Having just returned from a site visit the evening before our call, Kellar-Long had only spent about 48 hours in the capital making arrangements for their upcoming trip. “It was a constant flurry of activity,” she describes, “seeing the hotels, chorus, and the hall, meeting with people that we’ll be working with there, including the soloist, and trying to get some activities going outside of the concerts themselves on some sort of cultural exchanges.”


    Back in the States, she is still working on getting passports renewed, documents secured, cargo shipped, and claims filed all in just two months.

    Because, of course, it’s still not easy to get to Cuba. The recent political remarks haven’t technically changed anything other than some attitudes. In fact, the US State Department’s website explicitly states, “Tourist travel to Cuba is prohibited under US law for US citizens and others under US jurisdiction.” And the range of exceptions for a general travel license to Cuba only includes the following:

    — Family visits

    — Official business of the US government, foreign governments, and certain intergovernmental organizations


    — Journalistic activity

    — Professional research and professional meetings

    — Educational activities

    — Religious activities

    — Public performances, clinics, workshops, athletic and other competitions, and exhibitions

    — Support for the Cuban people

    — Humanitarian projects

    — Activities of private foundations or research or educational institutes

    — Exportation, importation, or transmission of information or information materials

    — Certain authorized export transactions

    “The law technically hasn’t changed,” begins Helms. “The one thing that has changed is that if you are in one of the categories that the government allowed, you no longer have to apply to the Treasury for the license. But you must follow the rules strictly.”


    Pragmatically, she continues, “You don’t go there just for fun. You must follow an itinerary and a plan. That’s a promise you make, and you have to have documentation, etc. If you break that, you’re subjected to fines and even jail time. It’s extremely important to know what is allowed on this side and what the policy is on the other side. You have to know who can make that happen, and we were in that position, and the Minnesota Orchestra, for whom we have made travel arrangements for a long time, knew to contact us.”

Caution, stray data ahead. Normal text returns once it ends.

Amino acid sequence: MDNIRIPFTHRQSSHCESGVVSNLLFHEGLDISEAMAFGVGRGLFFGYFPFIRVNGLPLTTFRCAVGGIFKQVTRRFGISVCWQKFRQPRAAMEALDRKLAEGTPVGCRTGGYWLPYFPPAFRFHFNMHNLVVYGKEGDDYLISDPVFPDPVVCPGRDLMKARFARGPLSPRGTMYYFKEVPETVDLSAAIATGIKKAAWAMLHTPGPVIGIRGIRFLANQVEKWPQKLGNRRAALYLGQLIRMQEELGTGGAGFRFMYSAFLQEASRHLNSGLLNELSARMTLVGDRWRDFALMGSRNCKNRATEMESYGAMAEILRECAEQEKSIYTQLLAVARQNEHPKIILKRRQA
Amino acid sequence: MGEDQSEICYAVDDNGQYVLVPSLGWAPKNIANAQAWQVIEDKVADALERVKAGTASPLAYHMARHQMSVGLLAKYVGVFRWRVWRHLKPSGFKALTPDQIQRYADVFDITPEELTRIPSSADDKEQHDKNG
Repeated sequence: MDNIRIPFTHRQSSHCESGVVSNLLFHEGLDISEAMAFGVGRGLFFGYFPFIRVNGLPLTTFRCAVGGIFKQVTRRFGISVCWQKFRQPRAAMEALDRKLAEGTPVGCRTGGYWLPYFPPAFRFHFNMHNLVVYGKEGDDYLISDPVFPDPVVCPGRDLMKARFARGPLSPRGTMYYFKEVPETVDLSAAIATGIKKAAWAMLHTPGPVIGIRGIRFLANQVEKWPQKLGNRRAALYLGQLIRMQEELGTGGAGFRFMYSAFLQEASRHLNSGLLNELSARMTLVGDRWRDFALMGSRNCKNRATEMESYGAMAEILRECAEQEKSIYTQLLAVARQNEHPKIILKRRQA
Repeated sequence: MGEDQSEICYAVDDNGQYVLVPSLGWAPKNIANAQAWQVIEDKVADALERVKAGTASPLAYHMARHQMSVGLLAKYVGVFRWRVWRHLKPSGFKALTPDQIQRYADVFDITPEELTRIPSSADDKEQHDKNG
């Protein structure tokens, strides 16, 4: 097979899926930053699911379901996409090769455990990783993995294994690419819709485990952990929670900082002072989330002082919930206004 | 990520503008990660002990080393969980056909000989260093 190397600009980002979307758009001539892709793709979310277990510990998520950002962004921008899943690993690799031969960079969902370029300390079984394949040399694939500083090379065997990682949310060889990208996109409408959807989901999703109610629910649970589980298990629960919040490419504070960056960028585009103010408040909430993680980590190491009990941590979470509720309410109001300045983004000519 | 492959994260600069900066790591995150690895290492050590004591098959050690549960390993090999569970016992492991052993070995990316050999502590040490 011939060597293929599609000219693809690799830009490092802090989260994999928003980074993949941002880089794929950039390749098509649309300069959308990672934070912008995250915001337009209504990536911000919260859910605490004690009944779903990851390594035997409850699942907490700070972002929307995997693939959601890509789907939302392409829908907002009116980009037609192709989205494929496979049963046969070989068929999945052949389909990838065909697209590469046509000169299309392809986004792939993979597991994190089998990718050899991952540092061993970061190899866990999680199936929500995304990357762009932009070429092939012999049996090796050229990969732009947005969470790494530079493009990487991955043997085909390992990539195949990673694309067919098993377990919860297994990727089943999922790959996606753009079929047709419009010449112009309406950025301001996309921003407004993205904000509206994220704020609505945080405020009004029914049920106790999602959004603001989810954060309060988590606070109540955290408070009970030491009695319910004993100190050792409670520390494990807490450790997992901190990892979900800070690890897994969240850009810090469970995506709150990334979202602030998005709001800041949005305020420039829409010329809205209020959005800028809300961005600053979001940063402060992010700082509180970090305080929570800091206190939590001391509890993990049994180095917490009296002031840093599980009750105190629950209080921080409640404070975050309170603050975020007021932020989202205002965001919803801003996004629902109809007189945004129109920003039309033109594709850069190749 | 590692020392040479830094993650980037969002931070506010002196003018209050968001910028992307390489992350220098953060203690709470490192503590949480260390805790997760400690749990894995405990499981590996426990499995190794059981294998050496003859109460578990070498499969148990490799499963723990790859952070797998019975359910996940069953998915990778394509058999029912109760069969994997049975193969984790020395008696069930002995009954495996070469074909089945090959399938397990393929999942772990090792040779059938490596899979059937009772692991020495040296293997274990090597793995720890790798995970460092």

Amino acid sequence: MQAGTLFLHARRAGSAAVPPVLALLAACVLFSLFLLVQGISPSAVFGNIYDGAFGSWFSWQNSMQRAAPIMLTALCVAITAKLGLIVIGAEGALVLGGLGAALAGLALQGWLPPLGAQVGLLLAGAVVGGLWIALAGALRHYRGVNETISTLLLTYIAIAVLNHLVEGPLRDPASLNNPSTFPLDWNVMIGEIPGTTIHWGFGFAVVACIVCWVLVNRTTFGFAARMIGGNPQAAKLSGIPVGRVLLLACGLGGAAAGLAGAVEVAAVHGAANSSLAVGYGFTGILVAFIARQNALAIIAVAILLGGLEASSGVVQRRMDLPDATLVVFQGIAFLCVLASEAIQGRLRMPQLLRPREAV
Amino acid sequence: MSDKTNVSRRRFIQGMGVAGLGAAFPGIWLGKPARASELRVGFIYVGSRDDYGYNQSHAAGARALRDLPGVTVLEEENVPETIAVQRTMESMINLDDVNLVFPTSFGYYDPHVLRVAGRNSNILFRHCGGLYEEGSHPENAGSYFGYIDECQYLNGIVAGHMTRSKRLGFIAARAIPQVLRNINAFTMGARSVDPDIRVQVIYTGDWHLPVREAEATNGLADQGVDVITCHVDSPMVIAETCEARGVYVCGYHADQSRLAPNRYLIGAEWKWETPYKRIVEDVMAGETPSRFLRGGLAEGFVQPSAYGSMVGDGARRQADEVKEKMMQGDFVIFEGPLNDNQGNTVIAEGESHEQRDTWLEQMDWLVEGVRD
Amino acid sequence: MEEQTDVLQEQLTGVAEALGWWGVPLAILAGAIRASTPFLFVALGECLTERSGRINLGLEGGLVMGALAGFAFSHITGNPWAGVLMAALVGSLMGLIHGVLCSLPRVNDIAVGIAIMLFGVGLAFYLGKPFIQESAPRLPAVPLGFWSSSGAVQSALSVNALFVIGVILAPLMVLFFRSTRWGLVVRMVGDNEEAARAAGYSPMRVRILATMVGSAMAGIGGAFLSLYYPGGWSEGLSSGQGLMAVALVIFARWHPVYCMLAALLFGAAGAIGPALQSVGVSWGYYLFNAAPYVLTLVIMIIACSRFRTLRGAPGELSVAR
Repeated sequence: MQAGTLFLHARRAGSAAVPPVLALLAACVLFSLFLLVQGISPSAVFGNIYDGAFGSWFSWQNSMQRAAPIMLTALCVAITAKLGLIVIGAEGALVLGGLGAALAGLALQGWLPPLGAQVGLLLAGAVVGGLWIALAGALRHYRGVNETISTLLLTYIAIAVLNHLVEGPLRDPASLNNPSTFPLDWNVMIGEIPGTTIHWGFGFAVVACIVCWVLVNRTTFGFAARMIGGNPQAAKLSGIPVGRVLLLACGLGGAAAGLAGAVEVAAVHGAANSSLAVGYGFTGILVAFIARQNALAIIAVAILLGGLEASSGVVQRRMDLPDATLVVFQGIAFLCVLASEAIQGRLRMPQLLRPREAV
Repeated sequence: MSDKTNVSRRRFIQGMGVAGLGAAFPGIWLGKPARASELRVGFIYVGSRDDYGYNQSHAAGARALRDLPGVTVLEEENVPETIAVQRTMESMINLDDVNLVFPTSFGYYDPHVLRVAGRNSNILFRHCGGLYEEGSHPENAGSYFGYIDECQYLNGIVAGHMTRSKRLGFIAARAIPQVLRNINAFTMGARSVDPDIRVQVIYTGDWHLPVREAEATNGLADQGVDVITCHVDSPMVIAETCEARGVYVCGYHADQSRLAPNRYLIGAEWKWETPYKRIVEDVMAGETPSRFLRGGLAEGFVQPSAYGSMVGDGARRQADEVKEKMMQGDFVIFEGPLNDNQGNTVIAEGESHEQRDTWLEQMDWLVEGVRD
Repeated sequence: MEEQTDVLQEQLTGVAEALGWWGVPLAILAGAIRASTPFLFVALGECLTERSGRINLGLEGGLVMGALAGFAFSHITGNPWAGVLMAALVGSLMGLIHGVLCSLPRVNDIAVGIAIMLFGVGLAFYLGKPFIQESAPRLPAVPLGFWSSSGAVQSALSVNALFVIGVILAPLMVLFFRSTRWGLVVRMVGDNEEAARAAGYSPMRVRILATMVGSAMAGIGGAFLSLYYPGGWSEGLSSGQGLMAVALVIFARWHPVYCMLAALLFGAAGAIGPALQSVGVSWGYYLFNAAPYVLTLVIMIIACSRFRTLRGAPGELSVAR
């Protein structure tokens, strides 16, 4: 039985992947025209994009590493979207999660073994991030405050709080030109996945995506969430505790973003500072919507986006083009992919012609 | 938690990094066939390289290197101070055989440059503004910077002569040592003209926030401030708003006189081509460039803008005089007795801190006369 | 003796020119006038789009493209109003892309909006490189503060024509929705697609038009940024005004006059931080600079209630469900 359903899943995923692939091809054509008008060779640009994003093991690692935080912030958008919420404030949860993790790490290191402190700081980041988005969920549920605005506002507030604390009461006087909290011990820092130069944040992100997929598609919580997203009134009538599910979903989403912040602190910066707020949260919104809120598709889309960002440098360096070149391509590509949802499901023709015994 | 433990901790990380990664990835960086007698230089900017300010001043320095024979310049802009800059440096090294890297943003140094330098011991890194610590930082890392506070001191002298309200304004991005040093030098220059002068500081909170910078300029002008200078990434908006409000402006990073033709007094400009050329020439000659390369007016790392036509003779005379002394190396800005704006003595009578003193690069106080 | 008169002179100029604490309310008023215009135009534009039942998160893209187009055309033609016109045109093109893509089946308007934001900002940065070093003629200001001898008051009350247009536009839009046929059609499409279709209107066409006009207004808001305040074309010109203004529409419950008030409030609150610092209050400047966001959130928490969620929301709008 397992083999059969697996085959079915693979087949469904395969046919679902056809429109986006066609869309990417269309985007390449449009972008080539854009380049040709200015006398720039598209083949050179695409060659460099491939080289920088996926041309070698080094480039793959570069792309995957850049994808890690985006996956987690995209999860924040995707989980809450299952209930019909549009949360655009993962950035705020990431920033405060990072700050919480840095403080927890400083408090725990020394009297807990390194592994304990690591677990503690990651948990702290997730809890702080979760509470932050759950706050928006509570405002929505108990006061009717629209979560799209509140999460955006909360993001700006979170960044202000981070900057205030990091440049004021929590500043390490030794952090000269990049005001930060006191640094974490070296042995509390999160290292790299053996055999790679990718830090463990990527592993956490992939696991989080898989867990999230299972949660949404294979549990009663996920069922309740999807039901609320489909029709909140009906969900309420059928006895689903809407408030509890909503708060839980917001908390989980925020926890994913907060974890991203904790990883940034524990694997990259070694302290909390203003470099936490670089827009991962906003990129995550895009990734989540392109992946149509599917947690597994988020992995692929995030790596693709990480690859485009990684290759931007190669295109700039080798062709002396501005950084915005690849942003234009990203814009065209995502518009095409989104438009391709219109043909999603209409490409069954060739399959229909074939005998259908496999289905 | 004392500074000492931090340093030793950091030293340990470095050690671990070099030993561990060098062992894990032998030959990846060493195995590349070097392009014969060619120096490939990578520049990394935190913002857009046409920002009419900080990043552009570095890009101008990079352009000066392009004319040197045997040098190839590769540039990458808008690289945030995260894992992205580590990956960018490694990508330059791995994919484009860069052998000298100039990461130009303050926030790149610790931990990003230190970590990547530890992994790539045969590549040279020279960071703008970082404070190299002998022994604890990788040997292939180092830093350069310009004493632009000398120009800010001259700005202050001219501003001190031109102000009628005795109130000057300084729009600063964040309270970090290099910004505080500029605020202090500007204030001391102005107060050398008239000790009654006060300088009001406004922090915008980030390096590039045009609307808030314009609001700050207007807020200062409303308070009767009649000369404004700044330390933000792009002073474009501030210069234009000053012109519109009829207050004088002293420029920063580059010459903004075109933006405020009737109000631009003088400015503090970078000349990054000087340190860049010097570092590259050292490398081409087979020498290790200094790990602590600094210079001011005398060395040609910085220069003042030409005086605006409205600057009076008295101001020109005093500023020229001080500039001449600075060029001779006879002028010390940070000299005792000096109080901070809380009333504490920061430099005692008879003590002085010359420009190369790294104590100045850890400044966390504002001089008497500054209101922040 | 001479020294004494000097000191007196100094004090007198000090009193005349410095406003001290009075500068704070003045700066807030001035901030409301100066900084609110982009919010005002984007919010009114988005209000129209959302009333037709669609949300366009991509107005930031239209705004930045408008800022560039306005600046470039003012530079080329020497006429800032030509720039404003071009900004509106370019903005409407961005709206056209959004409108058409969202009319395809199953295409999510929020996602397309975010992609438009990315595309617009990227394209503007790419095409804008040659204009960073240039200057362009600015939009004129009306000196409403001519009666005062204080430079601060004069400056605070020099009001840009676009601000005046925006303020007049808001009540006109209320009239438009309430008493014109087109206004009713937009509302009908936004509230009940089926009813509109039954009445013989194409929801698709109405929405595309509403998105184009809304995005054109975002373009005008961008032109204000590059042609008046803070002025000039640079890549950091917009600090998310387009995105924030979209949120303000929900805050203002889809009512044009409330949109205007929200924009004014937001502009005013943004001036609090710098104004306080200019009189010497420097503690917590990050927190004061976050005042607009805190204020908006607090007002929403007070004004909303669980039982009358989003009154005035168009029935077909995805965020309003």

But while the Minnesota Orchestra is the first major group of musicians to arrange travel to Cuba since President Obama’s announcement, they’re not the only performers who have managed to secure travel rights this year.


    Both Andy Kelly, a singer, guitarist, and teacher based in Western Massachusetts, and the Dead Daisies, a new classic rock group comprised of members from INXS, Guns N’ Roses, Thin Lizzy, and Whitesnake, have already toured Cuba in 2015. And unfortunately, they both faced complications in their efforts to get to the island nation.

    “It was quite difficult to go there,” Kelly flatly states from his home in Pittsfield, Massachusetts. “Really there haven’t been any changes that I’m aware of as far as the tourist travel. You still have to go under the old license system.”

    Kelly, a 57-year-old independent musician, has been playing since 1970. For the past dozen years or so, he’s been traveling and performing with a group he founded called the Sister City Music Ambassadors. He works with a roster of other musicians that changes personnel and musical genres on each trip.


    “We believe that we can help to make friends with people around the world, build bridges between different cultures by using music,” he maintains.


    On this trip to Cuba, Kelly went to Havana with a four-piece rock and country band for a week in early February. He sang and played guitar along with his daughter, Tessa, and multi-instrumentalists Chris Parkinson and Ben Jaffe. Kelly’s wife, Susan, also traveled with them, serving as the group’s tour manager.

    But it took both Kelly and the Dead Daisies each more than a year to finalize their respective travel plans. Kelly tried to apply for his own license last summer but was denied. He ended up going through a People to People Ambassador Program license as a Citizen Ambassador through Project Por Amor. And the Dead Daisies began their planning and application processes as early as 2013.


    Dave Edwards, the Dead Daisies’ manager who previously managed INXS, acknowledged that their visa process changed midway through the process. Plus, they had to prepare for a host of inconveniences not regularly found in other popular countries where his bands tour.

    Calling from outside Los Angeles a few days before the Dead Daisies’ trip in late February, Edwards explained, “There’s two currencies, one for all of us tourists and there’s one for the locals. There’s a whole lot of those idiosyncrasies that are kind of unique since the embargo.”